Constellation of development workers and government is focused for the amelioration of people of Nepal. Land, water, and forest are the items of natural resources which are abundance in Nepal. The potential that these resources have, if harnessed in a planned and proper manner, livelihood via economic prosperity of Nepalese people is guaranteed. In the exploitation of these natural resources the interests of various users groups and stakeholders are encountered. The various diverse interests of implementers and beneficiaries, if given a smooth sailing with the involvement of youths in planning and execution become motive force for development. The fulfillment of rudimentary seems to be a kind of abyss, endeavor of youths will definitely narrow the gaps through integrated Programme.
         Sustainability of development projects is just not the measure of the system function at a time and failure at others. It is rather the measure of the changing atmosphere e.g. in matters of increased confidence, competence, pride, ability to self diagnose, ability to take new initiative and so on. The truth is the concept of maintenance, a regular process for sustaining the operation of the production process did not get transferred with the imported artifact primarily because it is a culture that needs to be inculcated and capacity that needs to be built. Most of the rural communities are in constraints of lack of man power, gaps in skill level, deficiency in planning, non existent skill in construction management, budget handling and accounting. Illiteracy, and institutional weakness, social and economic stratification further add to the difficulty.   Accepting the truth but not hitting the problem will be just grumbling about public mismanagement. These grumblings may lead development to be ephemeral and to the best to enduring where as target is sustainability. Obviously, any single work can not solve societal problems but it can hopefully improve the squalid situation. To meet the target, thematic groups should be ready to share the cost of synergy and to sacrifice the creeds (that is give and take) to head for the true amelioration of the poor people through protagonist youths.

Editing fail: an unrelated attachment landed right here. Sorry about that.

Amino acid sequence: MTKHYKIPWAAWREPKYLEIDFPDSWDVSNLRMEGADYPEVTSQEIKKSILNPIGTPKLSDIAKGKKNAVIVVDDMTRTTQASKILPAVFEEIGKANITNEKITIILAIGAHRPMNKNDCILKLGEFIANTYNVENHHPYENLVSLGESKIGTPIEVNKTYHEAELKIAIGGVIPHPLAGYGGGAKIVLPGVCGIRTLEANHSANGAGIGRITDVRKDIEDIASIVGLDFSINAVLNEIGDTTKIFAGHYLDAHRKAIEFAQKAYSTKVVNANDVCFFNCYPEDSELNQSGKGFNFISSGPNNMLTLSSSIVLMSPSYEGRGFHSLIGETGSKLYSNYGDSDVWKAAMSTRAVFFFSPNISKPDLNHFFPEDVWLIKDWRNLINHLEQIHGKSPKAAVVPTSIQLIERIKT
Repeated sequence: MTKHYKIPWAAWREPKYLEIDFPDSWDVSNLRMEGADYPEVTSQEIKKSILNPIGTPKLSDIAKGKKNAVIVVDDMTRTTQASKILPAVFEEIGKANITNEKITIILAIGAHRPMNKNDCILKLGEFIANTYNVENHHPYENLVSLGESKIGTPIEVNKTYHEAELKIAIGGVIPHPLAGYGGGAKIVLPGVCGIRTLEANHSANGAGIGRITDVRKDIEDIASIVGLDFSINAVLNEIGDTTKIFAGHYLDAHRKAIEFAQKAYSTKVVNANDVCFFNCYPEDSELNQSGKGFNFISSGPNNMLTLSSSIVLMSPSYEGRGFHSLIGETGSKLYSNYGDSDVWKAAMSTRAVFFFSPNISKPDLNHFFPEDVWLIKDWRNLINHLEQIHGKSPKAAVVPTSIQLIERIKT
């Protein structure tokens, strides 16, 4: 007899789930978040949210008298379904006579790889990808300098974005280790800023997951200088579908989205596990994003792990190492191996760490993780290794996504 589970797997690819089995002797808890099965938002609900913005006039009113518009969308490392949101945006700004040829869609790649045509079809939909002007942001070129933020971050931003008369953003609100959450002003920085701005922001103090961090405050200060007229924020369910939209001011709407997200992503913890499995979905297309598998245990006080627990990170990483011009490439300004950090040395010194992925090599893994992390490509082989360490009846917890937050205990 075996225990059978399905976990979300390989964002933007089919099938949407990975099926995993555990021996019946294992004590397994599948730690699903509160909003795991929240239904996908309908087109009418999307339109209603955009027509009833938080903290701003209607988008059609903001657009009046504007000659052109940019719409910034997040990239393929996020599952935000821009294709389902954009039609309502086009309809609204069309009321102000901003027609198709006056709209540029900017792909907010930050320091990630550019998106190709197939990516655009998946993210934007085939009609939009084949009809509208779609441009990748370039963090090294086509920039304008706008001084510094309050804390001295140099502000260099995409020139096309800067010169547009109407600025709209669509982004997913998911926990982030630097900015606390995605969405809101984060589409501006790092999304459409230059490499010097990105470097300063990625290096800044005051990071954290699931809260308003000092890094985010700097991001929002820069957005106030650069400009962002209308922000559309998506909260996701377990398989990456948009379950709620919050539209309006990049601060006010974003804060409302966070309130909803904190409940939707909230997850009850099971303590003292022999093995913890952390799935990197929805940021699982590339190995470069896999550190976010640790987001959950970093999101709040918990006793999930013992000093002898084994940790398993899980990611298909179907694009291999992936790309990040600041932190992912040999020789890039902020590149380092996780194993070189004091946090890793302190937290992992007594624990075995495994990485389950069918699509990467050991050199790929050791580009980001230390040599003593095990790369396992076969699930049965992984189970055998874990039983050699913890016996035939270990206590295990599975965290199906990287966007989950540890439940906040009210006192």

The problems prevailing in the districts of Nepal are due to inadequate institutional capacity at village and district levels, inadequate human resource capacity, inadequate financial and physical resources and unorganized settlements
The inadequate institutional capacity comprises two types of shortcomings; institutional and individual inefficiency and constrained facilities and logistics. Firstly institutional and individual inefficiency involves a wide variety of issues, such as inadequately defined roles and responsibilities at various levels, tendency to create new or parallel institutions, weak participatory planning process, and lack of sect oral coordination in the districts. The second measure problem is related to human resource constraints. Human resource constraints are further elucidated by a number of issues such as inadequate involvement of women and inadequate skills. The human resource constraints are often made worse by inefficient use of existing resources due to lack of coordination and poor cooperation. The third fundamental problem, inadequate financial and physical resources and financial management issues is explained by two major factors: insufficiently mobilized resources at village level and inadequate resources at district levels. There is a variety of reasons for the problems at village level. The reason includes extreme poverty (of the poorest social group), reliance on government financing, partly unaffordable technologies and inadequate access to formal credit mechanism. The fourth problem of unorganized settlements is the dominant problem and unnoticed by development agencies and government. Though Nepal has received highest per capita inflow from the donors development in rural is still in crisis. The resource has also been scattered according to the scattered settlements. The settlements of hills needs to be reorganized so that cultivable land is equitable and access to water sources is reachable even by the deprived ones. Organized settlement will surely help to redistribute the resources in priority basis which will ease the task of planning and execution of Hydropower, road, Drinking water with sanitation and agricultural Programme. Though it seems hard in reorganizing the settlements of hills, it can be done and it has been depicted in Nepal, for example the resettlement of Kanchanpur people in the name of expansion and preservation of wild life. May be it was easy in Kanchanpur because the most people resettled with just or unjust were Tharus who were not the kins of ruling elite. The Ruling elite may hesitate to take step to reorganize the hill settlements because it’s the land of their kin.
         Inclusion of youths with opportunities in the development process and their involvement without biasness can play a crucial role in true development of the nation for the true amelioration of Nepalese.